In this week’s breach roundup, read about the latest incidents affecting organizations in the higher education, financial, and healthcare sectors.
University of Connecticut Health Center Reports Incident
According to DataBreach Today, “The University of Connecticut Health Center reports that a former employee inappropriately accessed about 1,400 patient records. Exposed information on those patients included names, addresses, dates of birth and, in some cases, Social Security numbers and health information, according to a notice posted to the hospital’s website. The health center said there’s no evidence that the patient information inappropriately accessed was used for any purpose.
University of Connecticut Health Center requires all employees to undergo training about patient privacy upon hiring and offers continuous training to reinforce the education, according to the notice. As a result of the incident, the health center is evaluating all its education and monitoring efforts. Affected individuals are being offered free credit monitoring services, along with insurance coverage, for two years.”
DDoS: 6 Banks Hit on Same Day
BankInfo Security reported that “six leading U.S. banking institutions were hit by distributed-denial-of-service attacks on March 12, the largest number of institutions to be targeted in a single day, says security expert Carl Herberger of Radware.
The attacks are evolving, and the bot behind them, known as Brobot, is growing, he adds. This recent wave of DDoS attacks has proven to be the most disruptive among the campaigns that date back to September, says Herberger, vice president of security for the anti-DDoS solutions provider.”
“The Brobot has grown, the infection rate has increased, and the encrypted attacks have become more refined,” Herberger says. “As a result, it all is more effective. They’ve clearly gotten better at attacking more institutions at once.”
Radware offers DDoS-mitigation tools to several high-profile clients, including U.S. banking institutions targeted in the recent attacks, Herberger says. As a result, the company has insights about numerous industrial sector attacks as well as online traffic patterns.
Herberger declined to name the institutions affected, citing Radware’s non-disclosure agreements. But according to online traffic patterns collected by Internet and mobile-cloud testing and monitoring firm Keynote Systems Inc., JPMorgan Chase & Co., BB&T and PNC Financial Services Group suffered online outages on March 12. The three banks declined to comment about the attacks or confirm whether they had been targeted this week.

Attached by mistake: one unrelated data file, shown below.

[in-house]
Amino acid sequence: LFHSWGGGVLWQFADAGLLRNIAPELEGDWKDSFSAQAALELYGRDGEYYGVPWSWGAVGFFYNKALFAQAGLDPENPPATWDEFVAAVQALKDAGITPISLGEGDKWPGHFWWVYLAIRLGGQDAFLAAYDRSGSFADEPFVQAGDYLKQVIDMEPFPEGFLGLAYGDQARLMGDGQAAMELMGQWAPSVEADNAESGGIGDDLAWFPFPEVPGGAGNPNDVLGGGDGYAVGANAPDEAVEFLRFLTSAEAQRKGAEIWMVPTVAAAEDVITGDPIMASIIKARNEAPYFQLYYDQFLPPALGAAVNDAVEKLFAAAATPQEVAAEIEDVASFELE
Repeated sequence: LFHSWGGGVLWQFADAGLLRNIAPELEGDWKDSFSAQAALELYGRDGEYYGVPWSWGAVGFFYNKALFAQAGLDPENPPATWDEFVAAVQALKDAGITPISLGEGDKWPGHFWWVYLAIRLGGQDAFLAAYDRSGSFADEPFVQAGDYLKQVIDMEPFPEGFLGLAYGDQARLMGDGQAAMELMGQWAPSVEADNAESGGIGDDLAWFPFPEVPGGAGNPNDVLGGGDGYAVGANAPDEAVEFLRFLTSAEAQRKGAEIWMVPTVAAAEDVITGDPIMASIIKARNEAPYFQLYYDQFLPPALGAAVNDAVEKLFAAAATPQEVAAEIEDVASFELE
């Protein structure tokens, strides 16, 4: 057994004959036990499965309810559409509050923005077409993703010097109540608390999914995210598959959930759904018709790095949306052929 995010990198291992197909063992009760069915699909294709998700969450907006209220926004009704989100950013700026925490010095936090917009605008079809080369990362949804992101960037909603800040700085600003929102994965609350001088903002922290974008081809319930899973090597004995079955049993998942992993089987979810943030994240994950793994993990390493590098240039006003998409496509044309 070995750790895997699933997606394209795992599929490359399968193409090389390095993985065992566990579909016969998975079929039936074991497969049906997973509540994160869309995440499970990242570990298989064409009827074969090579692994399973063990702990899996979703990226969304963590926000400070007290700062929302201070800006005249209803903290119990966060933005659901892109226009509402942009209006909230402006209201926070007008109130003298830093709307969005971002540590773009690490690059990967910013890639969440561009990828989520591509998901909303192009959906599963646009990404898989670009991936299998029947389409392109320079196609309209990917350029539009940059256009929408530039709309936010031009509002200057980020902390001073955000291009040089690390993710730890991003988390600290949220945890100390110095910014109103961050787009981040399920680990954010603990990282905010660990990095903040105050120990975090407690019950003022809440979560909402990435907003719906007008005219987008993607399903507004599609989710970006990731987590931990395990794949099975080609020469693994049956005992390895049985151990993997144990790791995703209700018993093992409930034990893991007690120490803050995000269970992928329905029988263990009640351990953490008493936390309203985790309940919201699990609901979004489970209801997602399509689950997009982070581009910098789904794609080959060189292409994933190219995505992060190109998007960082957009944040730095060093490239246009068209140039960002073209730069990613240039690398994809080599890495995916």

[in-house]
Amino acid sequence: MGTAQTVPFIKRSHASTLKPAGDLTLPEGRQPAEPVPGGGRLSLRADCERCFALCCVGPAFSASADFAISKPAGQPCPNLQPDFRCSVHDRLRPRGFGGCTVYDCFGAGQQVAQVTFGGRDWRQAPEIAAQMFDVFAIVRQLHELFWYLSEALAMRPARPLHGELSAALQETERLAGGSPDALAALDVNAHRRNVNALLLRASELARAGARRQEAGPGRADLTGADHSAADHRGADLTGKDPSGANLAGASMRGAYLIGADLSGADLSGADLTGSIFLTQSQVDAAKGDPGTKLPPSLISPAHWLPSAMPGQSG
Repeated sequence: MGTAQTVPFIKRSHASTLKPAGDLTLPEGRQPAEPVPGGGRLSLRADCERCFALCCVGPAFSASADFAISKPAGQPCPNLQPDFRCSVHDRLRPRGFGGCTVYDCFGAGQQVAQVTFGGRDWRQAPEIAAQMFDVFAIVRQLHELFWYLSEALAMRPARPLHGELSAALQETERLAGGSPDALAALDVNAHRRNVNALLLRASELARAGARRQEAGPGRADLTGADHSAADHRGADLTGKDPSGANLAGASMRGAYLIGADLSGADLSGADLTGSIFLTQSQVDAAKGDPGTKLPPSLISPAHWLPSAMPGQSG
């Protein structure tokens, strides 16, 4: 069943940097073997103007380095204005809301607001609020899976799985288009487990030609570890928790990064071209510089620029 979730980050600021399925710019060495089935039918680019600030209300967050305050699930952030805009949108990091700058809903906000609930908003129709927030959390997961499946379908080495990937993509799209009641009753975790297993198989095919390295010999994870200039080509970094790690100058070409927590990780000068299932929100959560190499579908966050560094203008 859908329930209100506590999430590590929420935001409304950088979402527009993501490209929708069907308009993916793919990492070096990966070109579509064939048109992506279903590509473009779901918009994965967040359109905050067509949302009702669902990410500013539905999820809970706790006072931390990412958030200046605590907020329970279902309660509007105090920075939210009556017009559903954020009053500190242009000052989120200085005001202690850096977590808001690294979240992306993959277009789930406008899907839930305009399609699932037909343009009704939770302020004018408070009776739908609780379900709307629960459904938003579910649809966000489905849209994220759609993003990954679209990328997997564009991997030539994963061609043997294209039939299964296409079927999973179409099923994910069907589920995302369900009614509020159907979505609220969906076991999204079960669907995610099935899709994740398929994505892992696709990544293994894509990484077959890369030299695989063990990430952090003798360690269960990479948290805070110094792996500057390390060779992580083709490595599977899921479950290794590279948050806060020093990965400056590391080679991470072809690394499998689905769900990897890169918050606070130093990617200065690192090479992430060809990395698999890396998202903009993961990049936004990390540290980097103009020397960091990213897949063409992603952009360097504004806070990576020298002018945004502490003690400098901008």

Chase, however, acknowledged an online disruption in a March 12 post to the Chase Twitter feed. The post states: “*ALERT* We continue to work on getting Chase Online back to full speed. In the meantime, pls. use the Chase Mobile app or stop by a branch.” On March 13, the bank came back with this tweet: “We’re sorry it was such a rough day and we really appreciate your patience.”
To view entire news article, visit http://www.bankinfosecurity.com/ddos-6-banks-hit-on-same-day-a-5607
Lost, unencrypted USB thumb drive impacts more than 50k Medicaid providers
SC Magazine disclosed that “a government contractor in charge of building North Carolina’s Medicaid billing system lost a USB thumb drive containing the personal information of thousands of Medicaid providers nationwide.”
How many victims? 1,182 North Carolina providers were affected, but the personal information of more than 50,000 providers nationwide was compromised.
What type of personal information? Provider data included full names, Social Security numbers, addresses, and dates of birth. No patient information was included.
What happened? A USB thumb drive containing the sensitive data belonging to the North Carolina Department of Health and Human Services was lost by an employee of Falls Church, Va.-based CSC (Computer Sciences Corporation) while it was being delivered between facilities.
What was the response? CSC was told by the state department to perform an outside review of its security. The company said that affected providers would be notified this week.
Details: According to a CSC spokesperson, the employee who misplaced the thumb drive worked on the new Medicaid billing system and is currently on administrative leave. An investigation is currently taking place into the matter. CSC has set up a dedicated hotline where providers can reach out with any inquiries.
Quote: “I have instructed CSC that North Carolina expects an independent third-party assessment to assure CSC’s adherence to required security standards,” Aldona Wos, DHHS secretary, said in a statement.
Source: www.wral.com, WRAL TV, “Medicaid contractor loses provider’s personal information,” March 8, 2013.
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